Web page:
Nice flight. When I got to the field the wind was 8 to 10mph, swinging 30 degrees W to WNW. I found a well hidden cul de sac pointing W and partly set up. The windsock went up and the motor was warmed. It didn’t look promising but I hoped it would come down before sunset. To kill some time I scraped the worst of the weeds growing through the cracks, in the center of the cul de sac.
Twenty minutes before sunset the wind had come down slightly and was blowing right down the runway. I kited the wing and built a wall.
The takeoff was excellent. I think it would be more comfortable if the hang point were slightly aft allowing the front wheel to lift sooner but I’ll take it. Flying to 2000 ft. I took some sunset shots and enjoyed the view. The ride back was quick and the landing was undramatic.
This was a good confidence builder before the big air show this weekend.
Both were good flights. This morning it was smooth below 600 feet and very spicy above. Ron Norland and another fellow were flying PPC’s. This afternoon Alvaro was out and we were able to spend a few minutes catching up.
No Drama. Joe Taylor was already in the air when I got there. It was blowing pretty good, 8+. We chatted while I was setting up. He is on his way back to Michigan tomorrow is his last flight for the season. I’ve a busy day and the Fleet 6 award luncheon but I’ll try.
Air was 4 on bump level. Winds came down nicely closer to sunset. Landed with trims in neutral position. Sunset was much better than the camera showed. Lots of sink after sunset.
This was a very satisfying flight. Yesterday, I was at Lake Suzi and decided not to fly, it just didn’t feel right. The wind was cycling between 3 and 8 mph and shifting randomly through 45 degrees. I didn’t want to have another 2 minute pucker flight because I was being thrashed as soon as I cleared the trees. So, with not a small amount of reluctance, I turned back and headed for home.
It’s early in daylight savings time, the sun is rising at 7:30. Like yesterday, I got up at 5:30 and was out the door an hour later. The predicted winds were 30 degrees off the forecast, making for a cross wind launch at Suzi so at the last minute, I changed plans and skipped Suzi and went to Placida instead.
There was a beautiful pink full moon setting as I drove over the El Jobean Bridge. When we hit the dew point of 70 degrees the windshield fogged up. It was certainly a much warmer morning than usual.
The inflation and runout was,” the best overall “ in a long time. It took about 150 feet to reach takeoff speed but the rotation was clean. It was a little twitchy up to 300 ft and the winds aloft were 45 degrees further south. The clouds were coming in bands. Flying just above them, it looked like a total overcast. The cloud bands were moving southwest at about 12 mph. I’m adverse to landing blind, so, I paid close attention. I was confident that I would not lose sight of the surface but the overcast illusion was persistent until I was 1000 feet above the clouds. They were thickest to the north and very light over the Gaspirilla causeway.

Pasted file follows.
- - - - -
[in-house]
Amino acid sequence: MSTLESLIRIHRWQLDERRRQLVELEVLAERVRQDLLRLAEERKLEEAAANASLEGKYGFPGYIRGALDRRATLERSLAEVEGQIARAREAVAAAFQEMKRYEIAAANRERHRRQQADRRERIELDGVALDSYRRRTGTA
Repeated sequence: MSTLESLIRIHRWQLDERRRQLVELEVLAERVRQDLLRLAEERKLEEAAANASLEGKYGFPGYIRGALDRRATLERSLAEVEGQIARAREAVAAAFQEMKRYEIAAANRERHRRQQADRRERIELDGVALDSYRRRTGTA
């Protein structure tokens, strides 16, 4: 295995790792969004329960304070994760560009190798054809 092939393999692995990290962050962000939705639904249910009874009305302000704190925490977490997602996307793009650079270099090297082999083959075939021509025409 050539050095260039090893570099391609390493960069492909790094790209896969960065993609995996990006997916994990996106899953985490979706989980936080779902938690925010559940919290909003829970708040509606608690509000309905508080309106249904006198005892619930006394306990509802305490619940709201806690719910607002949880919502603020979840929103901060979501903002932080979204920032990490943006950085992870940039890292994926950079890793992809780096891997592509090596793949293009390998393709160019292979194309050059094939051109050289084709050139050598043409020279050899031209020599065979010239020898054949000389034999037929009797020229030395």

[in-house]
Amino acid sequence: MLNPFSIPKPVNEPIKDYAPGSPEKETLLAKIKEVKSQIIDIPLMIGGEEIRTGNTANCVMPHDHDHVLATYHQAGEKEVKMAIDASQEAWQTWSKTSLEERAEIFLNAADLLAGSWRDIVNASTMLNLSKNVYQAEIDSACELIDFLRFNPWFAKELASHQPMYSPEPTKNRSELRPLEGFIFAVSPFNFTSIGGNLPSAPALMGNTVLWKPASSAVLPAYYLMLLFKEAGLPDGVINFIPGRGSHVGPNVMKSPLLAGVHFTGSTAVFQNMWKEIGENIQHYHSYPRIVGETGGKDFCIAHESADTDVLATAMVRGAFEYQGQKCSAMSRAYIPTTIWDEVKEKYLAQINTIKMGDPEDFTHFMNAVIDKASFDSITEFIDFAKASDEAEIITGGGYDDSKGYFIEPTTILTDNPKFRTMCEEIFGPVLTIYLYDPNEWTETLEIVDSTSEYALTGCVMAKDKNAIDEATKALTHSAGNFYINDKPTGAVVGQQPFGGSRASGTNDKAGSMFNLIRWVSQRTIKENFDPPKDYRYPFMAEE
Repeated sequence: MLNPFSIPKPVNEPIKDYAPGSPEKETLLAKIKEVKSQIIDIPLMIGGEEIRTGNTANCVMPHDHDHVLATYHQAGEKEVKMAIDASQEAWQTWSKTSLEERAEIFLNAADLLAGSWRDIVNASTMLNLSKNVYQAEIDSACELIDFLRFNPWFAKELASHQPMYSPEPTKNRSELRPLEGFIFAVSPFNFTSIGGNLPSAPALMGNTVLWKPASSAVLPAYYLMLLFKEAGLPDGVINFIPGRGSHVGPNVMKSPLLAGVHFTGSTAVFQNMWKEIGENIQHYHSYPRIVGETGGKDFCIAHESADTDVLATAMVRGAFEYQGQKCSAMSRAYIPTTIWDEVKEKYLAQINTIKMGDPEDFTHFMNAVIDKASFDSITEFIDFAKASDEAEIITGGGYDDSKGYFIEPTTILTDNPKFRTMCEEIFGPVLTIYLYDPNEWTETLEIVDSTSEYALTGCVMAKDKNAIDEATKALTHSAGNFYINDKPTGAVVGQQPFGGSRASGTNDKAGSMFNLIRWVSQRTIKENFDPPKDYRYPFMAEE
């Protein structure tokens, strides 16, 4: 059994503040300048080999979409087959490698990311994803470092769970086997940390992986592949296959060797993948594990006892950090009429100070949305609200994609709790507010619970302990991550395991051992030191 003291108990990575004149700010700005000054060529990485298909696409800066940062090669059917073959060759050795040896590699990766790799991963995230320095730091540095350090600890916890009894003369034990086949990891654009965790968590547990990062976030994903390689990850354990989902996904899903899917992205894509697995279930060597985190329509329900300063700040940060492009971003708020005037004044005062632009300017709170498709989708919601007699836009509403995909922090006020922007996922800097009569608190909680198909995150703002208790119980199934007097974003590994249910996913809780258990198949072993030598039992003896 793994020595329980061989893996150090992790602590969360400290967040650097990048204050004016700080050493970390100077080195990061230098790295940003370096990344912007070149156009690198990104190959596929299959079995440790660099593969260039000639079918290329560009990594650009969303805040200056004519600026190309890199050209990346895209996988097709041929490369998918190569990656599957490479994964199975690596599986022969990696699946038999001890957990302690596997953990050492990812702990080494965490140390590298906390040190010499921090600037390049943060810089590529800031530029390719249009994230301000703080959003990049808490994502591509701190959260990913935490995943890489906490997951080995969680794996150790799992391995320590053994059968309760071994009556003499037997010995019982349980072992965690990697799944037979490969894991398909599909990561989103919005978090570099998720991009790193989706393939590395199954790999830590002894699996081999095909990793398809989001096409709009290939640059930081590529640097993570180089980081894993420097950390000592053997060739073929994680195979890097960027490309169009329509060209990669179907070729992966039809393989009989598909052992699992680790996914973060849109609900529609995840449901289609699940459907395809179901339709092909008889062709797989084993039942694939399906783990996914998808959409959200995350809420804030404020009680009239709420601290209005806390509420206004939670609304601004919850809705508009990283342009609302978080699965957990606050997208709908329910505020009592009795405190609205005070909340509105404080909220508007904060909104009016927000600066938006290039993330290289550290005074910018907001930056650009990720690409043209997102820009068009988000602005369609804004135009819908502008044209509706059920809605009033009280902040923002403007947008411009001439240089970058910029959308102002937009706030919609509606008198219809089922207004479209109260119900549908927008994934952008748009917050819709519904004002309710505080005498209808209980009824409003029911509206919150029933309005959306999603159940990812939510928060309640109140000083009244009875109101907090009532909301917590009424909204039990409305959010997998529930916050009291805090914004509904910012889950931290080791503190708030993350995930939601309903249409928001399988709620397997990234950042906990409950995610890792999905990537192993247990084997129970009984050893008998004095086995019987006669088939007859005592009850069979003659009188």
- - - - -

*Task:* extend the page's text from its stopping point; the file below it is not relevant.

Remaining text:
I quit climbing about 15minutes into the flight and enjoyed “buttery air”. The only turbulence I encountered was my own prop wash after some button hook turns. The decent was smooth to 500 feet where it got spicy real quick. I setup to flyby the windsock and hit some nasty sink at 200 feet. In a heartbeat I was 100 feet lower and still descending . I powered up and flew level through some strong rotor coming off the jungle. Eventually I got above it and circled back to a surprising soft and slow landing.
The APCO Lift EZ did really well with the turbulence despite being trims in for landing. I was getting pushed around pretty bad but the wing didn’t oscillate. Today would have been a good day to experiment with 2D steering while I was at altitude in smooth air, I really should have tried flying the wing with both wing tip and brakes together.
After the flight I kited for a bit. Again, the wing felt great. It was a bit damp but still came up nicely. Another point of note; this was the first time I flew with the new flight suit and swamp boots. No bugs or wet feet. No weeds snagging my legs and at altitude I was warm and comfortable. It fits great, even after I landed and tied the top part around my waist. (The alterations cost more than the suit). I’m not sure I care for the color (red) but performance wise …. I’m happy.
Last night texts were flying and a flock showed up at the patch. Paul had two students ready for their solo, Rob Nordlund, Joe Tayler and I needed a flying fix.
I arrived first, the wind was very light from the north. Rob had already launched and was floating around the patch. He called me from the air on his cell. Excellent clarity ! I set up and stumbled into the air with one of the sloppiest launches in a long time. The wing caught the prop wash immediately and I had to start the rollout completely unprepared. The wing was all over the place and the trike came up on two wheels twice before I managed to get into the brakes and settle things down.
At 300 feet the wind picked up and changed direction. I was making 50 mph heading west and barely penetrating against it. Never the less it was smooth so I was happy to stay up and enjoy the view.
When I landed the winds had increased to 8 and it was getting bumpy. Paul’s new guys didn’t stand a chance. The first tried a forward and almost turtled. His reverse was appropriate but he needed more kiting practice before he would be able to pull that one off.